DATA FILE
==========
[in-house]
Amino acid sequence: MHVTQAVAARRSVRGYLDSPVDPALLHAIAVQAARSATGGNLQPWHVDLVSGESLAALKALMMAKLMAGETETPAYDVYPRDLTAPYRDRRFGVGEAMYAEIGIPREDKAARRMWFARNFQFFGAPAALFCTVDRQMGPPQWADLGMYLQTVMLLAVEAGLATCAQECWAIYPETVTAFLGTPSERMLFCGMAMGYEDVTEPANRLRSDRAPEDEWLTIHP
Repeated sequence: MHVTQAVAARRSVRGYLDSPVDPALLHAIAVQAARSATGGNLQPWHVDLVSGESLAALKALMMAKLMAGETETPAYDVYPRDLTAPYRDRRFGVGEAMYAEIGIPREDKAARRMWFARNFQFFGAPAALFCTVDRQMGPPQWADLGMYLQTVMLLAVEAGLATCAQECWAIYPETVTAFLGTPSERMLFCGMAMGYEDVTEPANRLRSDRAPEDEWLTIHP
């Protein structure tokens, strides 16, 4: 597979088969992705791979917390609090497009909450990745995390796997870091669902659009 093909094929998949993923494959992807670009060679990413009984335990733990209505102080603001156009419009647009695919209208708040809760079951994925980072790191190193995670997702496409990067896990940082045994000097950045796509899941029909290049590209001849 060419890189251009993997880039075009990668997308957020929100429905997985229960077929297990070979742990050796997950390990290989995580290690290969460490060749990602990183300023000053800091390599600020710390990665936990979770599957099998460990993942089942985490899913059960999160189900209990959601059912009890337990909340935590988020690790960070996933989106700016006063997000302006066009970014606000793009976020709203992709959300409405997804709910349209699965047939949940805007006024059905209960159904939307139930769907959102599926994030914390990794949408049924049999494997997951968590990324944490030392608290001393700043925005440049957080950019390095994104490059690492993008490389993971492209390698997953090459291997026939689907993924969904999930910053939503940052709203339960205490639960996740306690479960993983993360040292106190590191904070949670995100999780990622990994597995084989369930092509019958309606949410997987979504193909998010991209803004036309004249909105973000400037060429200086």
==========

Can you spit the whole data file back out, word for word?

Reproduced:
[in-house]
Amino acid sequence: MHVTQAVAARRSVRGYLDSPVDPALLHAIAVQAARSATGGNLQPWHVDLVSGESLAALKALMMAKLMAGETETPAYDVYPRDLTAPYRDRRFGVGEAMYAEIGIPREDKAARRMWFARNFQFFGAPAALFCTVDRQMGPPQWADLGMYLQTVMLLAVEAGLATCAQECWAIYPETVTAFLGTPSERMLFCGMAMGYEDVTEPANRLRSDRAPEDEWLTIHP
Repeated sequence: MHVTQAVAARRSVRGYLDSPVDPALLHAIAVQAARSATGGNLQPWHVDLVSGESLAALKALMMAKLMAGETETPAYDVYPRDLTAPYRDRRFGVGEAMYAEIGIPREDKAARRMWFARNFQFFGAPAALFCTVDRQMGPPQWADLGMYLQTVMLLAVEAGLATCAQECWAIYPETVTAFLGTPSERMLFCGMAMGYEDVTEPANRLRSDRAPEDEWLTIHP
């Protein structure tokens, strides 16, 4: 597979088969992705791979917390609090497009909450990745995390796997870091669902659009 093909094929998949993923494959992807670009060679990413009984335990733990209505102080603001156009419009647009695919209208708040809760079951994925980072790191190193995670997702496409990067896990940082045994000097950045796509899941029909290049590209001849 060419890189251009993997880039075009990668997308957020929100429905997985229960077929297990070979742990050796997950390990290989995580290690290969460490060749990602990183300023000053800091390599600020710390990665936990979770599957099998460990993942089942985490899913059960999160189900209990959601059912009890337990909340935590988020690790960070996933989106700016006063997000302006066009970014606000793009976020709203992709959300409405997804709910349209699965047939949940805007006024059905209960159904939307139930769907959102599926994030914390990794949408049924049999494997997951968590990324944490030392608290001393700043925005440049957080950019390095994104490059690492993008490389993971492209390698997953090459291997026939689907993924969904999930910053939503940052709203339960205490639960996740306690479960993983993360040292106190590191904070949670995100999780990622990994597995084989369930092509019958309606949410997987979504193909998010991209803004036309004249909105973000400037060429200086």